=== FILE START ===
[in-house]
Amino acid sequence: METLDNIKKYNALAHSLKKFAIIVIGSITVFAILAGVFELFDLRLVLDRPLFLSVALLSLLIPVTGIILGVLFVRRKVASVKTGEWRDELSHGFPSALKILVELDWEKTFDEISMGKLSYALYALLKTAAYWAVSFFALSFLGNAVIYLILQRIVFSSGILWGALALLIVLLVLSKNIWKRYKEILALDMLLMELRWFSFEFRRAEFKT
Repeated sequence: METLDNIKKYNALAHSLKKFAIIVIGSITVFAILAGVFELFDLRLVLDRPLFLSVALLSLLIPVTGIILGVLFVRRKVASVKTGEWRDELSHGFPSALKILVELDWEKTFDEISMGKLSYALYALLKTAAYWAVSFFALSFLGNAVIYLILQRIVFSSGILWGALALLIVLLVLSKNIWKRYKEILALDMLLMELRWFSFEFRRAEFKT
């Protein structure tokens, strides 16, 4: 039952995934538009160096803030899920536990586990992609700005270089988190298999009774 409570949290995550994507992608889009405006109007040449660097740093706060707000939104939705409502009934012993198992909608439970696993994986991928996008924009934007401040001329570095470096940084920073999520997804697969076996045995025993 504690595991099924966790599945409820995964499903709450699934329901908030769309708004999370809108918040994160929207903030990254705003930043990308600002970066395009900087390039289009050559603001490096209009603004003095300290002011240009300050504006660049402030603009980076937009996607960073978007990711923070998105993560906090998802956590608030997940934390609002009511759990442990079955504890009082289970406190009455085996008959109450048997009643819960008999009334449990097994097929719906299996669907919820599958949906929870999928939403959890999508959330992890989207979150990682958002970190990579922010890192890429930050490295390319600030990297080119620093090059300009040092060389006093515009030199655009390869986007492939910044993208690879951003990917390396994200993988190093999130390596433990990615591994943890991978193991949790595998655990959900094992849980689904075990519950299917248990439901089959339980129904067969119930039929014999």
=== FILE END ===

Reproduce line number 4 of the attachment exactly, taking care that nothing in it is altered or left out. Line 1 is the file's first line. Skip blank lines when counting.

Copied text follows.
């Protein structure tokens, strides 16, 4: 039952995934538009160096803030899920536990586990992609700005270089988190298999009774 409570949290995550994507992608889009405006109007040449660097740093706060707000939104939705409502009934012993198992909608439970696993994986991928996008924009934007401040001329570095470096940084920073999520997804697969076996045995025993 504690595991099924966790599945409820995964499903709450699934329901908030769309708004999370809108918040994160929207903030990254705003930043990308600002970066395009900087390039289009050559603001490096209009603004003095300290002011240009300050504006660049402030603009980076937009996607960073978007990711923070998105993560906090998802956590608030997940934390609002009511759990442990079955504890009082289970406190009455085996008959109450048997009643819960008999009334449990097994097929719906299996669907919820599958949906929870999928939403959890999508959330992890989207979150990682958002970190990579922010890192890429930050490295390319600030990297080119620093090059300009040092060389006093515009030199655009390869986007492939910044993208690879951003990917390396994200993988190093999130390596433990990615591994943890991978193991949790595998655990959900094992849980689904075990519950299917248990439901089959339980129904067969119930039929014999």